Written By Danley Rubica on Friday, July 25, 2014 | 9:40:00 PM
The world is surely shocked after hearing the news of another passenger civilian airliner being shot down by possibly military(?) or rebel(?) personnels, in form of the incident which involved the Malaysia Airlines 17 which is bound to Kuala Lumpur, Malaysia coming from Amsterdam, Netherlands. These type of shot-down incidents is not new in aviation history. Here, we take a look back to previous related incidents before the shot down of Malaysia Airlines 17.

A wreckage of the Malaysia Airlines 17, reported to be shot down in Ukraine
Photo courtesy of BBC
  • Siberian Airlines 1812 (October 4, 2001)
    The flight is bound from Tel Aviv, Israel to Novosibirsk, Russia on October 4, 2001. The aircraft, which is a Tupolev Tu-154 was reportedly shot down by a Ukranian surface-to-air missile, leaving all 78 passengers, composed of 66 passengers and 12 flight crew on-board, dead. Ukraine paid an amount of $15 million to the surviving family members of those who died on the incident.
  • Transair Georgia Shotdowns (September 21 - 22, 1993)
    The September 21 incident involved a Tupolev  Tu-134 aircraft belonging to Transair Georgia bound from Sochi to Abkhazia. As it was going on approach to Sukhumi-Babusheri Airport in Abkhazia, it was reported to be hit by a rebel surface-to-air missile and crashed immediately at Black Sea, killing all the 5 crew members and 22 passengers. The September 22 incident involved a Tupolev Tu-154 aircraft belonging to the same airline company (Also, it was reported that it carried Georgian soldiers on-board) bound from Tbilisi to Abkhazia. As it approaches the Sukhumi-Babusheri Airport, it was shot down once again by rebels and crashed immediately on the airport's runway, killing 108 of 132 passengers and crew on-board.
  • Iran Air 655 (July 3, 1988)
    This incident involves an Airbus A300 passenger aircraft owned by Iran Air and is bound from Tehran to Dubai and was shot down by the United States Navy cruiser USS Vincennes on July 3, 1988. According to the investigation, it was shot down by the cruiser for mistaking that it is an Iranian F-14 Tomcat fighter aircraft. The incident left 290 fatalities composed of 290 passengers and 16 flight crew. This incident is considered to be the seventh deadliest aviation disaster in aviation history (Excluding the 9/11 attacks).
  • Korean Airlines 007 (September 1, 1983)
    This incident is probably one of the most notorious in the Cold War time between the USSR and the United States. The incident involves a Boeing 747 owned by Korean Airlines bound from New York City to Seoul, with a stop over in Anchorage, Alaska. As the aircraft is approaching near the Soviet airspace, it was shot down by a Soviet Su-15 fighter aircraft, leaving 269 passengers and crew on-board dead, including Lawrence McDonald which was the congressman of the state of Georgia at that time. The USSR denied the involvement at the incident at first but later admitted to shot down the plane, believing it was carrying American spies. This incident had sparked the usage of GPS to civilian use and especially, to passenger aviation.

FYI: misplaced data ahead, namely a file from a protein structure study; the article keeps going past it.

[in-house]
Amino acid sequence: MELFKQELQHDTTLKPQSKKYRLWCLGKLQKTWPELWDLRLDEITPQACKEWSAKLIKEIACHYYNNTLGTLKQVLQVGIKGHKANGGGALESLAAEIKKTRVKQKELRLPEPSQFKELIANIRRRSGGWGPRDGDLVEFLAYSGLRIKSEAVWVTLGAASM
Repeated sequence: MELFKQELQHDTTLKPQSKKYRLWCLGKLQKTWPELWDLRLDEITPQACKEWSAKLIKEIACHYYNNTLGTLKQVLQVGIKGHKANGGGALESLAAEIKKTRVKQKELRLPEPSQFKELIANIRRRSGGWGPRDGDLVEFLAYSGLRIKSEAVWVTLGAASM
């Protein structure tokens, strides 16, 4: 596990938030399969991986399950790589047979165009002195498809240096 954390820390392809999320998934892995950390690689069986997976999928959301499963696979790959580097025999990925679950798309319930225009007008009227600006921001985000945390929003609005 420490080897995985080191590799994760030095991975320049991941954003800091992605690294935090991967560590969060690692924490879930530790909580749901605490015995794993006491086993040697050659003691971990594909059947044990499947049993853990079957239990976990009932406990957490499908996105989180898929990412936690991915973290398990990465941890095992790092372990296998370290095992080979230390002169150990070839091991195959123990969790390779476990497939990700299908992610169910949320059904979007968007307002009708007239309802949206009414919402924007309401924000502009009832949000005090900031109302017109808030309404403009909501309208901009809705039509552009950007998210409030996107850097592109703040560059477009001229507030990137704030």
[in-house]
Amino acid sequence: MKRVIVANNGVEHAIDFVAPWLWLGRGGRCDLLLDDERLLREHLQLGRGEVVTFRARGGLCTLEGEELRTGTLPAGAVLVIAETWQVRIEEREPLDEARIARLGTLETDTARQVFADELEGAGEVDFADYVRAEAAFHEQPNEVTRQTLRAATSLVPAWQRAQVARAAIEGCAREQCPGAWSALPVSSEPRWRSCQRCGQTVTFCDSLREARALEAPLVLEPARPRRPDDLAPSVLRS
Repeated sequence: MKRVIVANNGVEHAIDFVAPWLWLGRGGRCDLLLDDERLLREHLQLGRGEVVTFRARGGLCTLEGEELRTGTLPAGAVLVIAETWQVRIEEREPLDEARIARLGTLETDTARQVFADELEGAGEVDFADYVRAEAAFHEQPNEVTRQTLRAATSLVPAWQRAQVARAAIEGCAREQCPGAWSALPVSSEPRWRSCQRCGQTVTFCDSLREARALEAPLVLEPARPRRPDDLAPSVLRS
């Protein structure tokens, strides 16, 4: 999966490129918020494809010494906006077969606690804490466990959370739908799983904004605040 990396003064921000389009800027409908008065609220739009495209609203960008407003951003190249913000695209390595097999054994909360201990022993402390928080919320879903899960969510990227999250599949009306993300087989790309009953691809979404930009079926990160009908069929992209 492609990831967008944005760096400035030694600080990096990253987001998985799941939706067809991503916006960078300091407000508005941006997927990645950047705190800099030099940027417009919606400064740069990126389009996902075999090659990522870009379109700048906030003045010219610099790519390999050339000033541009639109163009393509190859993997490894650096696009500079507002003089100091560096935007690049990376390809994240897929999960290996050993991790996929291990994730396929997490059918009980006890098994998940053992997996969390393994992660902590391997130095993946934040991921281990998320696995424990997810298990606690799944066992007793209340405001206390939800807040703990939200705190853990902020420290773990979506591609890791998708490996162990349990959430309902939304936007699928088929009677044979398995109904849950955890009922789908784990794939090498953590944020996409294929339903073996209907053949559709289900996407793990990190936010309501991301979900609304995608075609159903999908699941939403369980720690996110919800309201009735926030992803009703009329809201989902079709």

• Air Rhodesia 825 and 827 (September 3, 1978 and February 12, 1979)
    The incident involves two different aircraft from Air Rhodesia in which both are shot down by the Zimbabwe People's Revolutionary Army (ZIPRA) during the Rhodesian Bush War. The Flight 825 incident, which happened on September 3, 1978 involves a Vickers Viscount aircraft bound from Victoria Falls to Salisbury, both cities are from Rhodesia. The ZIPRA shot down the aircraft using a surface-to-air missile crashing it immediately leaving 48 of 56 people on-board dead. Investigations however, said that 38 died immediately in the crash and the 10 were massacred by ZIPRA immediately after the crash.
    Five months later on February 12, 1979, Another Air Rhodesia flight was shot down by the ZIPRA once again. The incident involved again a Vickers Viscount aircraft, bound from Kariba to Salisbury, Rhodesia, was shot down by ZIPRA using a shoulder-launched anti-aircraft missile which crashed the aircraft immediately. The second incident left all 59 people on-board dead.
  • Libyan Arab Airlines 114 (February 21, 1973)
    This incident in February 21, 1973 involved a Boeing 727 aircraft, bound from Tripoli, Libya to Cairo, Egypt via Benghazi, Libya. The aircraft got lost contact because of the combined bad weather conditions and equipment failure over the northern areas of Egypt. The aircraft entered the Sinai Peninsula (Which is a part of Israeli airspace) without communication and was intercepted by two Israeli Air Force F-4 Phantoms. After the fighter pilots had thoughts that the civilian aircraft's pilot refuse to cooperate with their commands, they shot the aircraft, crashing it and leaving 105 of 113 people on-board dead. Due to the error of the incident, Israel paid compensations to the families' victims.
  • Cathay Pacific C-54 (July 23, 1954)
    This incident happened on July 23, 1954 which involved a Cathay Pacific C-54 Skymaster aircraft bound from Bangkok, Thailand to Hong Kong. The plane was shot down by China's PLAAF LA-11 fighter planes, causing it to crash to the sea, killing 10 of 19 passengers on board. China then claimed responsibility to the crash and made compensation to Cathay Pacific and to the survivors. It is rumored as well that the Chinese government had executed the pilots who shot down the said aircraft.


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